Foster Care Questions
What is a foster family?
A foster family is a temporary, loving, and supportive home in which a child’s emotional, physical and spiritual needs can be met until they are reunited with their biological family or placed into an adoptive home.Types of foster parenting arrangements can include emergency care, specialized care (medical, behavioral, or career) or traditional foster care. As the foster parent, you will be part of a team working to help the child return home. Throughout the placement, you will be working with social workers, other foster families and other community professionals in meeting the needs of the child and their family.
How long will a foster child be in my home?
There is no set length for a foster placement. It depends on the circumstances of the child and his/her birth family. When a child is placed in your home, there may be an estimated length of time the child is expected to stay.
Do I have a say as to which child is placed in my home?
Yes. Foster parents specify the race, age, gender, and number of children they wish to care for. You have the option to decline a placement.
Where will the child go to school or day care?
Children attend the local school in your community. If the child is not school age, working foster and adoptive parents may choose a daycare home or facility for the child as long as it’s state licensed and contracted. The state may also reimburse for before and after school care until the child is 13.
When are children placed in our home? What is the process of getting the children?
Once your home study is completed and all of your required paperwork is collected, your information will be sent to Jefferson City so they can provide your agency and YOU an official license. Once you are, licensed you then are put on the list of families that can provide care to kids. Your licensing worker will contact you when they feel that they have children that will be a good fit with your family.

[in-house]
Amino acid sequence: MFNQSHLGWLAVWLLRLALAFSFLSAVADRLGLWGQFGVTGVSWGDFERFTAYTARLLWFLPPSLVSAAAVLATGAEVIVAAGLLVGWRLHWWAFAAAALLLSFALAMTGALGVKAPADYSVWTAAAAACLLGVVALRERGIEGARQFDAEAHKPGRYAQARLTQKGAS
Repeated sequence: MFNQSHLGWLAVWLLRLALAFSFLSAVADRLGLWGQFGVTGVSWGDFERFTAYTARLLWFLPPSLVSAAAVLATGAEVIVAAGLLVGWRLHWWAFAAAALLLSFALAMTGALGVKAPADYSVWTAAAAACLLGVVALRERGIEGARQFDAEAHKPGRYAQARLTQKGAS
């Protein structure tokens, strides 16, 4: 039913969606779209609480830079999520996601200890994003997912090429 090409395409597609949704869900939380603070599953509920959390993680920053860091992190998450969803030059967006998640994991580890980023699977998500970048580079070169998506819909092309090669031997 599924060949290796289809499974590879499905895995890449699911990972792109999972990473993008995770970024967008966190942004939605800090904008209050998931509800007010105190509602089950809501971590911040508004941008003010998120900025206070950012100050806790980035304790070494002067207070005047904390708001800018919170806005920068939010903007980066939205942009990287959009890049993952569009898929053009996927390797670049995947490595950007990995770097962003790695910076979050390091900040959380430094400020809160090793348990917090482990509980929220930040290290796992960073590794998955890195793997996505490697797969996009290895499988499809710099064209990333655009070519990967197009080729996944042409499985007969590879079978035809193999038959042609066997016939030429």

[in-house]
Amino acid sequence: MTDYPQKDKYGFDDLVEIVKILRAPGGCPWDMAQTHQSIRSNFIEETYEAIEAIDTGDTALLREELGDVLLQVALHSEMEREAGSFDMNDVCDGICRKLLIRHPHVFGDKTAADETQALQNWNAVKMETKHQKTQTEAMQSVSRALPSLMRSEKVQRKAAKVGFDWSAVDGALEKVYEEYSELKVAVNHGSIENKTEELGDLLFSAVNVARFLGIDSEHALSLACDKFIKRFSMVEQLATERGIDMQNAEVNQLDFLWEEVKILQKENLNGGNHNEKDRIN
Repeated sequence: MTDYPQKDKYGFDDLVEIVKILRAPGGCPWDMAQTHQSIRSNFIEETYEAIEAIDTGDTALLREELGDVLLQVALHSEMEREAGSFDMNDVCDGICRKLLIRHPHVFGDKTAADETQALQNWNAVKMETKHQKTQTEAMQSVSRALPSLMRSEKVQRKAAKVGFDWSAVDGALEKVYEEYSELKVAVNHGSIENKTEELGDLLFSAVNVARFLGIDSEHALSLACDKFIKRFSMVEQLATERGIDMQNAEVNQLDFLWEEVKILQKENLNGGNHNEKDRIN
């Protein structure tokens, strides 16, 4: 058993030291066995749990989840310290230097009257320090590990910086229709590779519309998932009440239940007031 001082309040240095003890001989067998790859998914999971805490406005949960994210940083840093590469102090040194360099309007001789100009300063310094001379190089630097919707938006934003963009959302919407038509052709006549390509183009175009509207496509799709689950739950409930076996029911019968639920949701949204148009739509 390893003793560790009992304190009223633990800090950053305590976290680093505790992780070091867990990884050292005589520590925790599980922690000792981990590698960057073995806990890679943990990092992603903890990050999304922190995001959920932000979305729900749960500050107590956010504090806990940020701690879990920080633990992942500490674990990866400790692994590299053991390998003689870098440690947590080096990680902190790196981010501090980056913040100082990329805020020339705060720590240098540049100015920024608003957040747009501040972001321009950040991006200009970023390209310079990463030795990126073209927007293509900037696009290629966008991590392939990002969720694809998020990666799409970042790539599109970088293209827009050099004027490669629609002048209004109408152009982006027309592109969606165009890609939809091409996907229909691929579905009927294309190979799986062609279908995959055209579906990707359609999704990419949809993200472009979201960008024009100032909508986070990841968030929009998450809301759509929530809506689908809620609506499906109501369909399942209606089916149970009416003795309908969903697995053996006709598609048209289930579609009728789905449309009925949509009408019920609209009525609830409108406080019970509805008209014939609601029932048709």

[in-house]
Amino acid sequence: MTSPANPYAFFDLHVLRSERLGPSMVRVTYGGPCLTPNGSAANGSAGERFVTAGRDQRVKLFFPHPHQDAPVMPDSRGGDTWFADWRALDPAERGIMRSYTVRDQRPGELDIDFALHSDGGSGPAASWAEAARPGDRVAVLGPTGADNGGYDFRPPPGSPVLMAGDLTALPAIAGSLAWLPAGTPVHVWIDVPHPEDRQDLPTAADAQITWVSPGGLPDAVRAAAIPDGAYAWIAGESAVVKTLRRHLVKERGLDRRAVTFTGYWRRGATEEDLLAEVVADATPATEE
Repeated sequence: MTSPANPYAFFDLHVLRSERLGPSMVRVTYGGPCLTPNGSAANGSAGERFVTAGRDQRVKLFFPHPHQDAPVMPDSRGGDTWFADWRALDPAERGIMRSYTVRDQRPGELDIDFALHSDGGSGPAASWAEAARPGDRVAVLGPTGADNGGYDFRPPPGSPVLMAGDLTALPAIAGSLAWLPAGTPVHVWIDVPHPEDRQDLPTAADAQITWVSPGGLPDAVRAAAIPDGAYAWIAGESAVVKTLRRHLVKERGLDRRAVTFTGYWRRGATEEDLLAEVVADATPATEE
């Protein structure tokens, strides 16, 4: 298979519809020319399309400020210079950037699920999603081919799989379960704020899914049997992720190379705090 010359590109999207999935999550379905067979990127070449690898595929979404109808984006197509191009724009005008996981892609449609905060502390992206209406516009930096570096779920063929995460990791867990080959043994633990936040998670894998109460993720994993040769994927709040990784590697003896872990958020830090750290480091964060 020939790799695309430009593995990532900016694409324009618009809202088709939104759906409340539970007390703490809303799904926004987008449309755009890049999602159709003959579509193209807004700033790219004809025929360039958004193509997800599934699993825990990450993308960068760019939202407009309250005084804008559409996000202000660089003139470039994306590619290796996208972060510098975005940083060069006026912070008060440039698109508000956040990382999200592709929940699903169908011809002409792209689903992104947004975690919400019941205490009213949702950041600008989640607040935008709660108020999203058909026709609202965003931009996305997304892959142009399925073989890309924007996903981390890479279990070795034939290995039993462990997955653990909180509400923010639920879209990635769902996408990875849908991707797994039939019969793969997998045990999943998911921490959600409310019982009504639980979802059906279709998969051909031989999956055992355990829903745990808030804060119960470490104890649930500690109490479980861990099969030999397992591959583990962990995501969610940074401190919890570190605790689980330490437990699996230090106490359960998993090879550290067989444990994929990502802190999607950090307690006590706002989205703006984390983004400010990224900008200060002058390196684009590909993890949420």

How long do I have to decide if that placement will work for me?
Not long, most times you have a total of 30 minutes to decide. The workers calling to get placements have to the end of the day to get a placement made. Often there is not much information to go on, only faith.
How long will a foster child be in our home?
The length of time a foster child is with you differs for every situation. When a child first comes into foster care, the social worker will ask the birth parent if there are any relatives that are interested in caring for this child. If so, a relative could get that child within a month or less after they come into foster care. If there are not any stable relatives, the child will remain in your home until the court decides that the child either can go home or be placed up for adoption. This generally takes 1-2 years. If a birth parent is very proactive to get their court recommendations completed, the child could go back home within a few months. Again—each case is very different!
How will taking in foster children affect our birth children?
If you approach fostering with the perspective that this is a ministry for our family and you include your children in the process, you will be amazed how wonderful the impact can be on your bio kids. Of course there will be sibling issues with sharing toys, mom and dad's time etc… but that would happen if you had another bio kid too. Talk to your kids while you are going through the licensing process to prepare them for the changes that may occur. We will talk more about this in the STARS training.
I am not ready to become a foster parent? Is there something I can do to “try it out”?
Yes. You can provide respite for current foster families. Respite care is short-term care that allows the foster families to have a break, go on vacation or attend to a family situation. To become a licensed respite provider You must be 21 years old, pass a CAN report (Child Abuse & Neglect) and a background screening. You must also have a home assessment (walk-through) completed.